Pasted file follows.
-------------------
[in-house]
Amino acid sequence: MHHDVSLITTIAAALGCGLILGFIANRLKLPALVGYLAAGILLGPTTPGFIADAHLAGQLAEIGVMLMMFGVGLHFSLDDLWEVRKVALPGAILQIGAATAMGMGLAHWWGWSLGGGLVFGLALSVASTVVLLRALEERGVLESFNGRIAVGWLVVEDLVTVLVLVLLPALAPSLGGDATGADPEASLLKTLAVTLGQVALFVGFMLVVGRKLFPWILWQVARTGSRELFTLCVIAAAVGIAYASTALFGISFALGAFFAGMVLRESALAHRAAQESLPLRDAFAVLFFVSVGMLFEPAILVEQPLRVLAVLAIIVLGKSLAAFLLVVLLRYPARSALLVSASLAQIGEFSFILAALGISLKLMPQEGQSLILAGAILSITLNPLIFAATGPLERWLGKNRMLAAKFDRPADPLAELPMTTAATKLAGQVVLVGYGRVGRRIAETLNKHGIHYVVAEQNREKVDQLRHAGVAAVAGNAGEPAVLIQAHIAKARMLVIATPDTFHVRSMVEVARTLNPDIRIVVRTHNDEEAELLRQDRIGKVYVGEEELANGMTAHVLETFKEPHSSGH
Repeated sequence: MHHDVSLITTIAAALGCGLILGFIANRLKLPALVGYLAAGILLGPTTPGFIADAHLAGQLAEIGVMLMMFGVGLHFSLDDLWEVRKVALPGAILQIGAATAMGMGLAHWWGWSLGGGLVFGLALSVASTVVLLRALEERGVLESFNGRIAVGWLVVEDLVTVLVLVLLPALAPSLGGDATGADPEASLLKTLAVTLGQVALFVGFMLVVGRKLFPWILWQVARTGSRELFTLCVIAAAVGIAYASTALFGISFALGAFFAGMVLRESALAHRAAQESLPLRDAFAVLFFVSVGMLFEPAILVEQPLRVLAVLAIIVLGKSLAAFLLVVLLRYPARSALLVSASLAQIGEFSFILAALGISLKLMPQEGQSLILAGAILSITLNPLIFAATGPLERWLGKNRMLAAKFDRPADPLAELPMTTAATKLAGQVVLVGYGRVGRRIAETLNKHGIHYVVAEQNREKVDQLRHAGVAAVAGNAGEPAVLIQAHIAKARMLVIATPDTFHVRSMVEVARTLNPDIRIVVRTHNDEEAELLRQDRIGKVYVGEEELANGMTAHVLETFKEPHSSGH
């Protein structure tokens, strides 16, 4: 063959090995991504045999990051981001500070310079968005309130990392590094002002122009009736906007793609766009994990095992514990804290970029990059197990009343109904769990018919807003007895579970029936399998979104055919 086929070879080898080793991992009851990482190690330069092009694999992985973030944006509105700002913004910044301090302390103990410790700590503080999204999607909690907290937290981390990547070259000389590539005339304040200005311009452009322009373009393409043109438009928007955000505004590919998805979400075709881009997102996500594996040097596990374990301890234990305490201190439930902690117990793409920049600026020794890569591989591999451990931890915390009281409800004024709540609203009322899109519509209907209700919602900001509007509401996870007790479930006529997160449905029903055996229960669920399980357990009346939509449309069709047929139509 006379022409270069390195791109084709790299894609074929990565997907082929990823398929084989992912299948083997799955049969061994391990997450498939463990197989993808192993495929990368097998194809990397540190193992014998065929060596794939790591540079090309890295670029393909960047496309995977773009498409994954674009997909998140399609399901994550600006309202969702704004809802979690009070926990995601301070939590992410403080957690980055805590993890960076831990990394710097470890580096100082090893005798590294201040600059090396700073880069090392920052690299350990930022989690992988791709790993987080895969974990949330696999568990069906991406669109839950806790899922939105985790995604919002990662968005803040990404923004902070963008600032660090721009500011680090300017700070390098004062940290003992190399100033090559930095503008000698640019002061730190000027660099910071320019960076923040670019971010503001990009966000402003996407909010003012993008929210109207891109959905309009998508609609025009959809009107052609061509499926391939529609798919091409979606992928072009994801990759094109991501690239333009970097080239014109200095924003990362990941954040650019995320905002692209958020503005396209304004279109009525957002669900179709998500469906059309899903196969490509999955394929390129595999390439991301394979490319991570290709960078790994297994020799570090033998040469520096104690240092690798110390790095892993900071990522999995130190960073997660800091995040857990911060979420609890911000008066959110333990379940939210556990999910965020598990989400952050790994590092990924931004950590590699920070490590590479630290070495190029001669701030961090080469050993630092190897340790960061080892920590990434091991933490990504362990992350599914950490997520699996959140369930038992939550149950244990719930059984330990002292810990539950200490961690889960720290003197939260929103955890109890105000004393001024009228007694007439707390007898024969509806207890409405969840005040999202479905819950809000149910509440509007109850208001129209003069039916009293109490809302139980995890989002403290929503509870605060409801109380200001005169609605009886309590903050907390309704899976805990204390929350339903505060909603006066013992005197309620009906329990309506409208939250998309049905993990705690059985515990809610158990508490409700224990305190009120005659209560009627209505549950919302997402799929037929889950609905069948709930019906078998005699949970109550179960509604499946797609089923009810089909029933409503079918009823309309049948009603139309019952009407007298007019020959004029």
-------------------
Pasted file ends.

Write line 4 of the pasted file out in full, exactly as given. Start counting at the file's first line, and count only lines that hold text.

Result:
């Protein structure tokens, strides 16, 4: 063959090995991504045999990051981001500070310079968005309130990392590094002002122009009736906007793609766009994990095992514990804290970029990059197990009343109904769990018919807003007895579970029936399998979104055919 086929070879080898080793991992009851990482190690330069092009694999992985973030944006509105700002913004910044301090302390103990410790700590503080999204999607909690907290937290981390990547070259000389590539005339304040200005311009452009322009373009393409043109438009928007955000505004590919998805979400075709881009997102996500594996040097596990374990301890234990305490201190439930902690117990793409920049600026020794890569591989591999451990931890915390009281409800004024709540609203009322899109519509209907209700919602900001509007509401996870007790479930006529997160449905029903055996229960669920399980357990009346939509449309069709047929139509 006379022409270069390195791109084709790299894609074929990565997907082929990823398929084989992912299948083997799955049969061994391990997450498939463990197989993808192993495929990368097998194809990397540190193992014998065929060596794939790591540079090309890295670029393909960047496309995977773009498409994954674009997909998140399609399901994550600006309202969702704004809802979690009070926990995601301070939590992410403080957690980055805590993890960076831990990394710097470890580096100082090893005798590294201040600059090396700073880069090392920052690299350990930022989690992988791709790993987080895969974990949330696999568990069906991406669109839950806790899922939105985790995604919002990662968005803040990404923004902070963008600032660090721009500011680090300017700070390098004062940290003992190399100033090559930095503008000698640019002061730190000027660099910071320019960076923040670019971010503001990009966000402003996407909010003012993008929210109207891109959905309009998508609609025009959809009107052609061509499926391939529609798919091409979606992928072009994801990759094109991501690239333009970097080239014109200095924003990362990941954040650019995320905002692209958020503005396209304004279109009525957002669900179709998500469906059309899903196969490509999955394929390129595999390439991301394979490319991570290709960078790994297994020799570090033998040469520096104690240092690798110390790095892993900071990522999995130190960073997660800091995040857990911060979420609890911000008066959110333990379940939210556990999910965020598990989400952050790994590092990924931004950590590699920070490590590479630290070495190029001669701030961090080469050993630092190897340790960061080892920590990434091991933490990504362990992350599914950490997520699996959140369930038992939550149950244990719930059984330990002292810990539950200490961690889960720290003197939260929103955890109890105000004393001024009228007694007439707390007898024969509806207890409405969840005040999202479905819950809000149910509440509007109850208001129209003069039916009293109490809302139980995890989002403290929503509870605060409801109380200001005169609605009886309590903050907390309704899976805990204390929350339903505060909603006066013992005197309620009906329990309506409208939250998309049905993990705690059985515990809610158990508490409700224990305190009120005659209560009627209505549950919302997402799929037929889950609905069948709930019906078998005699949970109550179960509604499946797609089923009810089909029933409503079918009823309309049948009603139309019952009407007298007019020959004029």